Image: Saturn's brightly reflective moon Enceladus

May 11, 2012
Credit: NASA/JPL-Caltech/Space Science Institute

(Phys.org) -- A brightly reflective Enceladus appears before Saturn's rings, while the planet's larger moon Titan looms in the distance.

Jets of water ice and vapor emanating from the south pole of , which hint at subsurface sea rich in organics, and ponding on the surface on the surface of Titan make these two of the most fascinating moons in the Saturnian system.

Enceladus (313 miles, or 504 kilometers across) is in the center of the image. Titan (3,200 miles, or 5,150 kilometers across) glows faintly in the background beyond the rings. This view looks toward the anti-Saturn side of Enceladus and the Saturn-facing side of Titan. The northern, sunlit side of the rings is seen from just above the ringplane.

The image was taken in visible green light with the narrow-angle camera on March 12, 2012. The view was acquired at a distance of approximately 600,000 miles (1 million kilometers) from Enceladus and at a Sun-Enceladus-spacecraft, or phase, angle of 36 degrees. Image scale is 4 miles (6 kilometers) per pixel on Enceladus.

Explore further: Heavy metal frost? A new look at a Venusian mystery

add to favorites email to friend print save as pdf

Related Stories

Space Image: Rings, Titan and Enceladus

Apr 19, 2012

Saturn’s icy moon Enceladus hangs below the gas giant’s rings while Titan lurks in the background, in this new image taken by the Cassini spacecraft.   Faint detail of the tiger stripe mark ...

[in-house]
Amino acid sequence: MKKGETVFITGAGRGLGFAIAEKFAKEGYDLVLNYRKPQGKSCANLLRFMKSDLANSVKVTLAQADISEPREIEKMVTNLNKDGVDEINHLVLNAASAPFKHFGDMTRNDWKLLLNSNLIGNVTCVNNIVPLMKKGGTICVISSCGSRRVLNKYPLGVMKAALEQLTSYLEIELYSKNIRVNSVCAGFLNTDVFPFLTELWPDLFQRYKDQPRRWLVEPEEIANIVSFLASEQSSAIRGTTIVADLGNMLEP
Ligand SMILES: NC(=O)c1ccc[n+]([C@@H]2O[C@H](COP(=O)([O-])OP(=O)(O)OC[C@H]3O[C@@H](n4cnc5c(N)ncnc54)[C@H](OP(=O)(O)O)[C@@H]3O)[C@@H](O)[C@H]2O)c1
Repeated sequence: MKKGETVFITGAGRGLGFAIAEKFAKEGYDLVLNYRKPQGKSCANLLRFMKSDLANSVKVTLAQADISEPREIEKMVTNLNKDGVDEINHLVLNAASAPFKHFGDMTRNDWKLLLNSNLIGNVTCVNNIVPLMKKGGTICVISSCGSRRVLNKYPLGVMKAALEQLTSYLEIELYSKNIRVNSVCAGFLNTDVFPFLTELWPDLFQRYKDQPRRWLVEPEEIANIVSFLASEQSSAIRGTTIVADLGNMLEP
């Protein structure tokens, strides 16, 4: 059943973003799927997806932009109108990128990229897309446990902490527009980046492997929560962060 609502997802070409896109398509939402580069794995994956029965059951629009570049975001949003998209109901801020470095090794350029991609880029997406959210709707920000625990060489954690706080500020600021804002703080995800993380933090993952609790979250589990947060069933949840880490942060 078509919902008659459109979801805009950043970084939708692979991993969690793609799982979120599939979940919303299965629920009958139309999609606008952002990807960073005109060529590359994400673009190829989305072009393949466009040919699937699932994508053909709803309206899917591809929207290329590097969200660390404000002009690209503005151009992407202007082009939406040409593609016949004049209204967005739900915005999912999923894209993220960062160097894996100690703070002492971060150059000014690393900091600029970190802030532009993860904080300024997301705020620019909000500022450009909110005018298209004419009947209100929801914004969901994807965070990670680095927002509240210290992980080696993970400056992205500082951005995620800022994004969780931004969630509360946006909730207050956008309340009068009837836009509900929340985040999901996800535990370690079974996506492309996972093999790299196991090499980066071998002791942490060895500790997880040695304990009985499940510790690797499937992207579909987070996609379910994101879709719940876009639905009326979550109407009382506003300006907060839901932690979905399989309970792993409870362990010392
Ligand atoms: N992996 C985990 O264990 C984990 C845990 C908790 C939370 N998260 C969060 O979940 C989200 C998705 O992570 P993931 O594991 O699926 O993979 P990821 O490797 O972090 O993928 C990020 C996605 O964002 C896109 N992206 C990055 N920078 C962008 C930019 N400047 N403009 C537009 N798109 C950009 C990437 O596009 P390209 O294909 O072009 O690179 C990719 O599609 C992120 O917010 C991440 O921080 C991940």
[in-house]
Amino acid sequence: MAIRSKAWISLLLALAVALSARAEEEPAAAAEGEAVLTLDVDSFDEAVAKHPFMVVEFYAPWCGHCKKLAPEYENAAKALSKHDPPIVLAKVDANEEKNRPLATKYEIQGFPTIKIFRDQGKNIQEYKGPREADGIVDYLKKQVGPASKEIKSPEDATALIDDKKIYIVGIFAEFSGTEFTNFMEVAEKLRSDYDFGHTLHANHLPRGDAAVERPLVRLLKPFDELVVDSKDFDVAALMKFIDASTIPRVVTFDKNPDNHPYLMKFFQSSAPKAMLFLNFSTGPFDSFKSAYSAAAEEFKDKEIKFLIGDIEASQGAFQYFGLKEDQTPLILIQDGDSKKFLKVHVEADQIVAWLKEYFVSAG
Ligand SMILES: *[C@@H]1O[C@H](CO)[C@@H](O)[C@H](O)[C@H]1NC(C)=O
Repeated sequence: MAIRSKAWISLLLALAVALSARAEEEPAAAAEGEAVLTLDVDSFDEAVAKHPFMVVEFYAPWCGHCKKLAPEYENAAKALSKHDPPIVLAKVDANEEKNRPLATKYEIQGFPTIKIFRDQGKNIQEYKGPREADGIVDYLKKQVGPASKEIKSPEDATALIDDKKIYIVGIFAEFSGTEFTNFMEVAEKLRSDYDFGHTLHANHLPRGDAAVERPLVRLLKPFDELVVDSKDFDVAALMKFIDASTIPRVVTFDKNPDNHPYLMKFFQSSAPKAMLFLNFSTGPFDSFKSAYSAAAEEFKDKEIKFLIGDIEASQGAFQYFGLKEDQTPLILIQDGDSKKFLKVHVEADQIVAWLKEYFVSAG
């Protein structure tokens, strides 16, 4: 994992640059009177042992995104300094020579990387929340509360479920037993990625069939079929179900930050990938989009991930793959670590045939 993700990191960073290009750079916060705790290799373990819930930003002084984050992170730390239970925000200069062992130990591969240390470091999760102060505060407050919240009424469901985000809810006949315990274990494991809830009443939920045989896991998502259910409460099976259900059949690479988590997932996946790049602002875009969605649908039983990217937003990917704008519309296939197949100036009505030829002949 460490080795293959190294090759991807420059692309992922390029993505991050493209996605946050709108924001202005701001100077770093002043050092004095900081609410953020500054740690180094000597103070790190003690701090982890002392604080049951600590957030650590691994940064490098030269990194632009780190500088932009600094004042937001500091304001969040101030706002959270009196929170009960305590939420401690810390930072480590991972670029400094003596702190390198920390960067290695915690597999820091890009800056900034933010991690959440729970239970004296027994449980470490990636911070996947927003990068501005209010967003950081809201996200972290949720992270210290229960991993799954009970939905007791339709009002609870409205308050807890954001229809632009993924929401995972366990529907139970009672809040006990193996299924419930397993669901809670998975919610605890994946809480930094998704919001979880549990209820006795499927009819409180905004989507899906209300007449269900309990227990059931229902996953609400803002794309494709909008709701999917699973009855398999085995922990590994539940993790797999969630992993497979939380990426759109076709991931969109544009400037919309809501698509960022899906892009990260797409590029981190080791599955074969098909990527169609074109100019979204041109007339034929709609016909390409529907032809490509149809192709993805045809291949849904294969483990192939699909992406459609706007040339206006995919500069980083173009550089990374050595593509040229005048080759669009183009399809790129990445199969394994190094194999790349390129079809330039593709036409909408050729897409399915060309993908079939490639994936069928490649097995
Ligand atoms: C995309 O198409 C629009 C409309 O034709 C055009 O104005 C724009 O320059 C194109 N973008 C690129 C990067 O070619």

Moon Illusion tricks the eye

Jan 19, 2011

We’ve all experienced the Moon Illusion, where our own full Moon looks bigger when seen on the Earth’s horizon. But how about this illusion where you can’t really tell which of these two moons ...

Rings on the horizon

Jan 26, 2011

The Cassini spacecraft has taken a some recent images of two of Saturn’s most notorious moons, where in both images the planet’s rings serve as a backdrop. Above, Enceladus stands out with its cratered ...

Image: Bright are Saturn's moons

Jul 06, 2011

The Cassini spacecraft observed three of Saturn's moons set against the darkened night side of the planet in this image from April 2011.

Recommended for you

Heavy metal frost? A new look at a Venusian mystery

16 hours ago

Venus is hiding something beneath its brilliant shroud of clouds: a first order mystery about the planet that researchers may be a little closer to solving because of a new re-analysis of twenty-year-old ...

Hot explosions on the cool sun

22 hours ago

(Phys.org) —The Sun is more spirited than previously thought. Apart from the solar eruptions, huge bursts of particles and radiation from the outer atmosphere of our star, also the cooler layer right below ...

Europe secures new generation of weather satellites

23 hours ago

Contracts were signed today to build three pairs of MetOp Second Generation satellites, ensuring the continuity of essential information for global weather forecasting and climate monitoring for decades to ...

User comments : 0